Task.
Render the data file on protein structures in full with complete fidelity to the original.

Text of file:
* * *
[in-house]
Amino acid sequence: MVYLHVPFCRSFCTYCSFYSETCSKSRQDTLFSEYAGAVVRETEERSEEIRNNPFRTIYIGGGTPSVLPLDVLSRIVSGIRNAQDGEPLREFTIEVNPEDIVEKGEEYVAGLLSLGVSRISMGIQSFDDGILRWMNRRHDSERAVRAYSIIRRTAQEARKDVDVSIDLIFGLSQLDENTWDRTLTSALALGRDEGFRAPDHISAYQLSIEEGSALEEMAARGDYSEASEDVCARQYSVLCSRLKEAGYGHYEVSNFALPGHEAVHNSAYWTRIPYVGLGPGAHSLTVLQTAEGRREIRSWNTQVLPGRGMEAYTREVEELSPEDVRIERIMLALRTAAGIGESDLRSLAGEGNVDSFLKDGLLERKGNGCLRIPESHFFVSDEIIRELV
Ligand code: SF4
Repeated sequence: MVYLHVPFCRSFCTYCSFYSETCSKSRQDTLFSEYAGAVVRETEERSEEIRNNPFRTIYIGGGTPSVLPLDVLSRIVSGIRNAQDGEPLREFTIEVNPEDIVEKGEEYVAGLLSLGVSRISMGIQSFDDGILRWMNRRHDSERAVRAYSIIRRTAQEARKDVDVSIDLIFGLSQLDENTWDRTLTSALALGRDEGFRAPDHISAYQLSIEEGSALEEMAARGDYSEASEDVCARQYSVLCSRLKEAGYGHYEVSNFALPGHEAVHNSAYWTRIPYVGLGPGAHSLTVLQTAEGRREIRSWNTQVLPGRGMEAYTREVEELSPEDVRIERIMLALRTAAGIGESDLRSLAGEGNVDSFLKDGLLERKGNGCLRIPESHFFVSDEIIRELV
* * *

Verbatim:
[in-house]
Amino acid sequence: MVYLHVPFCRSFCTYCSFYSETCSKSRQDTLFSEYAGAVVRETEERSEEIRNNPFRTIYIGGGTPSVLPLDVLSRIVSGIRNAQDGEPLREFTIEVNPEDIVEKGEEYVAGLLSLGVSRISMGIQSFDDGILRWMNRRHDSERAVRAYSIIRRTAQEARKDVDVSIDLIFGLSQLDENTWDRTLTSALALGRDEGFRAPDHISAYQLSIEEGSALEEMAARGDYSEASEDVCARQYSVLCSRLKEAGYGHYEVSNFALPGHEAVHNSAYWTRIPYVGLGPGAHSLTVLQTAEGRREIRSWNTQVLPGRGMEAYTREVEELSPEDVRIERIMLALRTAAGIGESDLRSLAGEGNVDSFLKDGLLERKGNGCLRIPESHFFVSDEIIRELV
Ligand code: SF4
Repeated sequence: MVYLHVPFCRSFCTYCSFYSETCSKSRQDTLFSEYAGAVVRETEERSEEIRNNPFRTIYIGGGTPSVLPLDVLSRIVSGIRNAQDGEPLREFTIEVNPEDIVEKGEEYVAGLLSLGVSRISMGIQSFDDGILRWMNRRHDSERAVRAYSIIRRTAQEARKDVDVSIDLIFGLSQLDENTWDRTLTSALALGRDEGFRAPDHISAYQLSIEEGSALEEMAARGDYSEASEDVCARQYSVLCSRLKEAGYGHYEVSNFALPGHEAVHNSAYWTRIPYVGLGPGAHSLTVLQTAEGRREIRSWNTQVLPGRGMEAYTREVEELSPEDVRIERIMLALRTAAGIGESDLRSLAGEGNVDSFLKDGLLERKGNGCLRIPESHFFVSDEIIRELV